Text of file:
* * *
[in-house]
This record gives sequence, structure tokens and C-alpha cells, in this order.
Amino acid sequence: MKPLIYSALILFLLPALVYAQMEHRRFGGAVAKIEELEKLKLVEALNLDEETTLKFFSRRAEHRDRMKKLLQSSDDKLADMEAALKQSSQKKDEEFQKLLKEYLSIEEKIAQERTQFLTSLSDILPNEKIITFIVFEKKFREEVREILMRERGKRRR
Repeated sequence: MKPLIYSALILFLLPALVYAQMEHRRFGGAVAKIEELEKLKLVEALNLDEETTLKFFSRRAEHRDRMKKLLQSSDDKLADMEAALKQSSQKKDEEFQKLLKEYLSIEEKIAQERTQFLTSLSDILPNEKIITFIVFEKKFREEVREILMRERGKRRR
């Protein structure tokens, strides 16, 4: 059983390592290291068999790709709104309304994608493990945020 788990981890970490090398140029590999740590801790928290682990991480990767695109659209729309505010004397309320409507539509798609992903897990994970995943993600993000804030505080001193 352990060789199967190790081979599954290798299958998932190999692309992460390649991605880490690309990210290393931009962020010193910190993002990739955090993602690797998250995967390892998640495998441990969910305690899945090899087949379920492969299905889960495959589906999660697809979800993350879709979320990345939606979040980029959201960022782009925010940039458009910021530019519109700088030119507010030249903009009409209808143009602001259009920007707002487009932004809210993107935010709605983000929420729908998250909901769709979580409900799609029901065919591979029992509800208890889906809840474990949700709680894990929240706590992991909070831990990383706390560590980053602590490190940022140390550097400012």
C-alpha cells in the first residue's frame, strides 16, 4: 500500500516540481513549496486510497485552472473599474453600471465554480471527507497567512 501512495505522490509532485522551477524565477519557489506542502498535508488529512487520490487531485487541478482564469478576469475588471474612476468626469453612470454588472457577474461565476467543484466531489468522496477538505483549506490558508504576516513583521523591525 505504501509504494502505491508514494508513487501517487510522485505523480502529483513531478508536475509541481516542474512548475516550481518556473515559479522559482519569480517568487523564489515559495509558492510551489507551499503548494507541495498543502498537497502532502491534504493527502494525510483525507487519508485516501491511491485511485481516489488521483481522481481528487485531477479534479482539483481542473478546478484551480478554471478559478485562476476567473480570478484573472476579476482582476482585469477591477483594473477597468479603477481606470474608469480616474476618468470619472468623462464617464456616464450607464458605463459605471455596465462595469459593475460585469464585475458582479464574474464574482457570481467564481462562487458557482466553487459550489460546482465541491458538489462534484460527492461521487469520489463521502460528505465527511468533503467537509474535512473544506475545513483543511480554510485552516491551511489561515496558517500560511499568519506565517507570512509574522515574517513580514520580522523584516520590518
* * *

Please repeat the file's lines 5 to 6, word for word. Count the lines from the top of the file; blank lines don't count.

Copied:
């Protein structure tokens, strides 16, 4: 059983390592290291068999790709709104309304994608493990945020 788990981890970490090398140029590999740590801790928290682990991480990767695109659209729309505010004397309320409507539509798609992903897990994970995943993600993000804030505080001193 352990060789199967190790081979599954290798299958998932190999692309992460390649991605880490690309990210290393931009962020010193910190993002990739955090993602690797998250995967390892998640495998441990969910305690899945090899087949379920492969299905889960495959589906999660697809979800993350879709979320990345939606979040980029959201960022782009925010940039458009910021530019519109700088030119507010030249903009009409209808143009602001259009920007707002487009932004809210993107935010709605983000929420729908998250909901769709979580409900799609029901065919591979029992509800208890889906809840474990949700709680894990929240706590992991909070831990990383706390560590980053602590490190940022140390550097400012």
C-alpha cells in the first residue's frame, strides 16, 4: 500500500516540481513549496486510497485552472473599474453600471465554480471527507497567512 501512495505522490509532485522551477524565477519557489506542502498535508488529512487520490487531485487541478482564469478576469475588471474612476468626469453612470454588472457577474461565476467543484466531489468522496477538505483549506490558508504576516513583521523591525 505504501509504494502505491508514494508513487501517487510522485505523480502529483513531478508536475509541481516542474512548475516550481518556473515559479522559482519569480517568487523564489515559495509558492510551489507551499503548494507541495498543502498537497502532502491534504493527502494525510483525507487519508485516501491511491485511485481516489488521483481522481481528487485531477479534479482539483481542473478546478484551480478554471478559478485562476476567473480570478484573472476579476482582476482585469477591477483594473477597468479603477481606470474608469480616474476618468470619472468623462464617464456616464450607464458605463459605471455596465462595469459593475460585469464585475458582479464574474464574482457570481467564481462562487458557482466553487459550489460546482465541491458538489462534484460527492461521487469520489463521502460528505465527511468533503467537509474535512473544506475545513483543511480554510485552516491551511489561515496558517500560511499568519506565517507570512509574522515574517513580514520580522523584516520590518